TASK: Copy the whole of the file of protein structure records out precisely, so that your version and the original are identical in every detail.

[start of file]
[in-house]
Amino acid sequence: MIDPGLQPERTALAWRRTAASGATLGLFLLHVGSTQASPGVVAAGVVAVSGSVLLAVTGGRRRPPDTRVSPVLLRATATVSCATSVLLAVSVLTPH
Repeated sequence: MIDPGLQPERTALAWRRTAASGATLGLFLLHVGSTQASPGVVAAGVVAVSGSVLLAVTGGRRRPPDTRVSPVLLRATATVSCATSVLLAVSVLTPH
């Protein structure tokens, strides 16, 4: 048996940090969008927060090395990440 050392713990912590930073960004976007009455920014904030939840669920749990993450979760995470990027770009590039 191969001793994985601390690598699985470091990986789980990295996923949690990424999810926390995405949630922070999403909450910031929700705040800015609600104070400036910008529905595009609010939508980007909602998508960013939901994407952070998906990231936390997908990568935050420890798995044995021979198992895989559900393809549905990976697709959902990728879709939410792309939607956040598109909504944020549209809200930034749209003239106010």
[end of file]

[in-house]
Amino acid sequence: MIDPGLQPERTALAWRRTAASGATLGLFLLHVGSTQASPGVVAAGVVAVSGSVLLAVTGGRRRPPDTRVSPVLLRATATVSCATSVLLAVSVLTPH
Repeated sequence: MIDPGLQPERTALAWRRTAASGATLGLFLLHVGSTQASPGVVAAGVVAVSGSVLLAVTGGRRRPPDTRVSPVLLRATATVSCATSVLLAVSVLTPH
């Protein structure tokens, strides 16, 4: 048996940090969008927060090395990440 050392713990912590930073960004976007009455920014904030939840669920749990993450979760995470990027770009590039 191969001793994985601390690598699985470091990986789980990295996923949690990424999810926390995405949630922070999403909450910031929700705040800015609600104070400036910008529905595009609010939508980007909602998508960013939901994407952070998906990231936390997908990568935050420890798995044995021979198992895989559900393809549905990976697709959902990728879709939410792309939607956040598109909504944020549209809200930034749209003239106010």